A Philadelphia judge asked by the Pennsylvania Supreme Court to review the constitutionality of the fees paid to capital-case defense lawyers said in a report Wednesday that the homicide program has fixed its crisis.
Senior Judge Benjamin Lerner said that a fee schedule of $10,000 for lead counsel, $7,500 for penalty phase counsel and a $400 per diem fee for each day of trial beyond five days, as well as simplification in the approval process for lawyers willing to be appointed in capital cases, has led to a sufficient number of qualified attorneys on the First Judicial District's capital homicide trial-appointment list.
"Better compensation for court-appointed counsel in capital cases results in a larger number of qualified counsel with smaller court-appointed homicide caseloads," Lerner said. "Coupled with more funding for investigators, mitigation specialists and other experts, this results in better preparation and more effective representation, including, where appropriate, earlier pursuit of advantageous non-trial dispositions."
Almost two years ago, there were over 100 untried capital cases, but during 2012, 325 cases were disposed while 298 new cases came into the court, Lerner said.
But more work needs to be done regarding noncapital homicide cases, Lerner said, where there remain issues of adequate pay for those attorneys and scheduling those cases for trial.
Marc Bookman, director of the Atlantic Center for Capital Representation and counsel for the petitioners who challenged the constitutionality of the fees paid to private attorneys appointed in capital cases, said in an email that Lerner's supplemental report and recommendations were "very disappointing."
"He endorses flat fees, which are condemned universally by all ethicists who work in the capital punishment field," Bookman wrote. "While the fees have been increased, they have been raised from an appallingly low level to a very low level — defense lawyers actually work for free for the first week of trial, whereas prosecutors and judges obviously get paid."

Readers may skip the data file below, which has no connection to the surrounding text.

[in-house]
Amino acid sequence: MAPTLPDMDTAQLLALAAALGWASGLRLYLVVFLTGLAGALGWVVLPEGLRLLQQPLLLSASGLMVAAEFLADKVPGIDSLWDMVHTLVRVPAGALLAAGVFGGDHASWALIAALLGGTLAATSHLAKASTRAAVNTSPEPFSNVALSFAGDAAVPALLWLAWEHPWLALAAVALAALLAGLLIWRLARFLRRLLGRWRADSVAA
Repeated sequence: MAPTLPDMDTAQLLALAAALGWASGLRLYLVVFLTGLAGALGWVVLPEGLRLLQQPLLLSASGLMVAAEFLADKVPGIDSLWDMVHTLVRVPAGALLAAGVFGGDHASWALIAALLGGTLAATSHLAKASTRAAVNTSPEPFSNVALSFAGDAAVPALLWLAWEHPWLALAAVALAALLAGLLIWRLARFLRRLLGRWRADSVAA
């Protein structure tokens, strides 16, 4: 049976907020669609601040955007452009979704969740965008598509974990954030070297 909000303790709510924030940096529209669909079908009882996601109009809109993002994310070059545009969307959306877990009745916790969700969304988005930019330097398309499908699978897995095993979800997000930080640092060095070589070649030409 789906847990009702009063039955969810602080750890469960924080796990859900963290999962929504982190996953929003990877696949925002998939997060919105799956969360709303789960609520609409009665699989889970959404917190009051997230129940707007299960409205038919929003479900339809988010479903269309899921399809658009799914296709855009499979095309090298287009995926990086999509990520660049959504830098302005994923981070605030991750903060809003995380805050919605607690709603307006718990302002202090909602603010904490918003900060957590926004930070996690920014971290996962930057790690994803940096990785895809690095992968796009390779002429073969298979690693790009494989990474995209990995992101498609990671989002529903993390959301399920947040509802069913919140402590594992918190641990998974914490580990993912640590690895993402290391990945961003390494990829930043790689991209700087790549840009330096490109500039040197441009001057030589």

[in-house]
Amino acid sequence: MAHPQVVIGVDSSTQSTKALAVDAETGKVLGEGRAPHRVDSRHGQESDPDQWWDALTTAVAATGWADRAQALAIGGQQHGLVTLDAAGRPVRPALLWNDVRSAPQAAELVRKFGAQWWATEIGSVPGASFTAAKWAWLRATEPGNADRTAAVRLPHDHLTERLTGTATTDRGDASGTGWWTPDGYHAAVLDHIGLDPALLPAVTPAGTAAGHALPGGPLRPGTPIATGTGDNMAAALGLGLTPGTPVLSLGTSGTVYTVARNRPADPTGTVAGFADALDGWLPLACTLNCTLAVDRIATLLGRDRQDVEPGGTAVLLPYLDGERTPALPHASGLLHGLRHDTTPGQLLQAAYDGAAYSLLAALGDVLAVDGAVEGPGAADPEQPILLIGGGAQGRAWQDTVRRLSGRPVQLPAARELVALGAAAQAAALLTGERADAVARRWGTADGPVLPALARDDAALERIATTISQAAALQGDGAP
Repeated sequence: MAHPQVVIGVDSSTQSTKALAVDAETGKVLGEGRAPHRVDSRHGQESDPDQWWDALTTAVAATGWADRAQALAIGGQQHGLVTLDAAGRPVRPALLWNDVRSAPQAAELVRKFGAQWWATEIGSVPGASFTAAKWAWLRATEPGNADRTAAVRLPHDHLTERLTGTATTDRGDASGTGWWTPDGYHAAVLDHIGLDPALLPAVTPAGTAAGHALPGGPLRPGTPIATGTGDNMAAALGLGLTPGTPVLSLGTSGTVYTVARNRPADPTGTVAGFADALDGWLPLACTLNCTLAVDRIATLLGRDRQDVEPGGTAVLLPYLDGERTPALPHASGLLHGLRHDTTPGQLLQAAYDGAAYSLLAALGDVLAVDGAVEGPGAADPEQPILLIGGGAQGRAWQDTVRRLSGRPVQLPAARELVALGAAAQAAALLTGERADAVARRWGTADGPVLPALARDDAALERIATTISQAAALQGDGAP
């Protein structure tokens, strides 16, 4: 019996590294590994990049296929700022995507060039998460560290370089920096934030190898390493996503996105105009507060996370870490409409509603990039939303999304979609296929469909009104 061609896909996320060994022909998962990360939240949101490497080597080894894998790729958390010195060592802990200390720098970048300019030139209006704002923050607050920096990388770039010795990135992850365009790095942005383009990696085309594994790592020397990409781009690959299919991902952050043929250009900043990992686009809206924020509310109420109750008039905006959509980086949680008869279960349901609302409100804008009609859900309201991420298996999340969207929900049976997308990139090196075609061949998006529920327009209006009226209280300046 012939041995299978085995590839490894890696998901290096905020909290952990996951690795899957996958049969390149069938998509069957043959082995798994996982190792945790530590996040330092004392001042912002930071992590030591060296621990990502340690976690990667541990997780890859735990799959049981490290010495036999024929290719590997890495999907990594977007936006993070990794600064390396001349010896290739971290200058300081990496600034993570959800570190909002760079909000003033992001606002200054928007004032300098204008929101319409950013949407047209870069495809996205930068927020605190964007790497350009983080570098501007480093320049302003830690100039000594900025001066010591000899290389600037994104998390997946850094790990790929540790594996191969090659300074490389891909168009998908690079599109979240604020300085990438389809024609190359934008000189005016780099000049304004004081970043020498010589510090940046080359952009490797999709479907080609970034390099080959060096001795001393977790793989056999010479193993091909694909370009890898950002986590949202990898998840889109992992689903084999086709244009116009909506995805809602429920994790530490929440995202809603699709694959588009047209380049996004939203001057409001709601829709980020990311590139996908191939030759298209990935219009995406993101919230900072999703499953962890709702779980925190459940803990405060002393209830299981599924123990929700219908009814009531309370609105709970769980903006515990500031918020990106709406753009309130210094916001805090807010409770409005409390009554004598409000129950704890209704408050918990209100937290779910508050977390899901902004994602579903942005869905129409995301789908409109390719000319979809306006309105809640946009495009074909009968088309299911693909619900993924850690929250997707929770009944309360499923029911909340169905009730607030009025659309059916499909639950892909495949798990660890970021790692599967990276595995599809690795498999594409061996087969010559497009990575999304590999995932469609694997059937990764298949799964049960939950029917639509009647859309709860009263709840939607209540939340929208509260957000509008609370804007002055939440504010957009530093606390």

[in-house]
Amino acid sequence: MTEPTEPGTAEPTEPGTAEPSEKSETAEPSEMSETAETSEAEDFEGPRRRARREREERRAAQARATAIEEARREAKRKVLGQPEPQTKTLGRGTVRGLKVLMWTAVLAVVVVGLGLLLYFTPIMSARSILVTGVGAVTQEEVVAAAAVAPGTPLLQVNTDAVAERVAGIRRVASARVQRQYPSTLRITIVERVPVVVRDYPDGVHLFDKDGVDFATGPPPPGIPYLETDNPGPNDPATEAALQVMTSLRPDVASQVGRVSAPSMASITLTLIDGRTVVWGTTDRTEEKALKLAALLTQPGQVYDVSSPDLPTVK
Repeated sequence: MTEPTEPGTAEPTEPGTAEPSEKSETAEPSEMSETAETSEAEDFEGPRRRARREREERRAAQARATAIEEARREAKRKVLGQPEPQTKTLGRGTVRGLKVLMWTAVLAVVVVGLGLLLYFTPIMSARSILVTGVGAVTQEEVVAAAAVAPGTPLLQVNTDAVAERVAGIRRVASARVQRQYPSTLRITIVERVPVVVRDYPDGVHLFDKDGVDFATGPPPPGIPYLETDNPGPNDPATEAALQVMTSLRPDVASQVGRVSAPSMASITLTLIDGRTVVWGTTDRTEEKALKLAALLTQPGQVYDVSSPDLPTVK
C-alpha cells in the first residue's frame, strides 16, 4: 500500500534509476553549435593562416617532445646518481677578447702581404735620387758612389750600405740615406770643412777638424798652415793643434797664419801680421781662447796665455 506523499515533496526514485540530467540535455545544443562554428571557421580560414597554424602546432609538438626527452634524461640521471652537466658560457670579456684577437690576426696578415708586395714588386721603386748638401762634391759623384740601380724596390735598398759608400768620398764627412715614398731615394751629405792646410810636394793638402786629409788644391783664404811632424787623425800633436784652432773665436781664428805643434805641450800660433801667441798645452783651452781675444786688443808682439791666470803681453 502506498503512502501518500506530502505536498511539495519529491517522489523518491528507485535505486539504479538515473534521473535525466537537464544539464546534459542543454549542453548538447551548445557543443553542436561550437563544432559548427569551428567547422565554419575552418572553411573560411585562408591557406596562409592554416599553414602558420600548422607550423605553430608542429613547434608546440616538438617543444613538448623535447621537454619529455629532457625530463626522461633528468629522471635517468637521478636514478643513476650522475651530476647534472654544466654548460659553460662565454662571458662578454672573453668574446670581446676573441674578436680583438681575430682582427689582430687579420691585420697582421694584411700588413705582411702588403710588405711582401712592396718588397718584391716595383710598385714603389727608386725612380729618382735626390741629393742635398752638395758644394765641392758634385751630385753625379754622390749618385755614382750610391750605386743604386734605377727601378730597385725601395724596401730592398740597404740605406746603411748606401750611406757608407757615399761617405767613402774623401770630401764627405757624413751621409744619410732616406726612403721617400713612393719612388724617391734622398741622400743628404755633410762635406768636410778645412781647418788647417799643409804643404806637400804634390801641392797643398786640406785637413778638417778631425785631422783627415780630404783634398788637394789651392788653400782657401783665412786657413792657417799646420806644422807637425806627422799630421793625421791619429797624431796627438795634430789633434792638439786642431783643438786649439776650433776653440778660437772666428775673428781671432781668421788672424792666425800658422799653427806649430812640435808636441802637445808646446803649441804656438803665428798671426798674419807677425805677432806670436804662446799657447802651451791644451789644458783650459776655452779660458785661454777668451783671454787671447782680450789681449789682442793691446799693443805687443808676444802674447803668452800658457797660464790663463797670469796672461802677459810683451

While the petitioners argued that flat fees for counsel are inherently unfair and may even be unconstitutional, Lerner said he does not agree that flat fees are inherently unfair.
"I have found that the lawyers who now accept these appointments are fully committed to representing their clients effectively and aggressively," Lerner said. "Moreover, in indigent defendant capital cases, the funds provided for investigative and expert services are almost as critical as those provided for counsel. The amount of public money provided for these services has steadily increased over the past 10 years and continues to do so."
Yet Lerner said that a modest fee increase may be necessary in the future, whether the fees are flat or hourly. In Lerner's first report to the Supreme Court, Lerner suggested that private defense attorneys, who represent about 80 percent of the defendants charged with death-eligible murders, should be paid $90 per hour.
When a committee of judges and lawyers was set up to screen court-appointed attorneys for their qualifications, the Homicide Appointment System Committee was bound to fail until the "woefully inadequate fee structure" was addressed, Lerner said. Philadelphia Court of Common Pleas Judge John W. Herron, administrative judge of the trial division, suspended HAS in February 2012 because only 12 attorneys were approved by the HAS committee.
But the "basic theory behind its creation is correct," Lerner said. "In the long run, the FJD cannot rely exclusively on a couple of judges making phone calls to ensure sufficient qualified counsel for court-appointed homicide cases."
There are 33 lawyers on the current appointment list, which was generated by Lerner and Philadelphia Court of Common Pleas Judge Jeffrey Minehart, and others reaching out to qualified attorneys, Lerner said.
Lerner also credited the District Attorney's Office with tightening the standards governing when the office seeks the death penalty and with reviewing defense mitigation submissions as quickly as possible so some cases are no longer designated as capital cases after those reviews.
The cases pending in the Supreme Court and in which Lerner made his report are Commonwealth v. McGarrell, Commonwealth v. Young and Commonwealth v. Burton.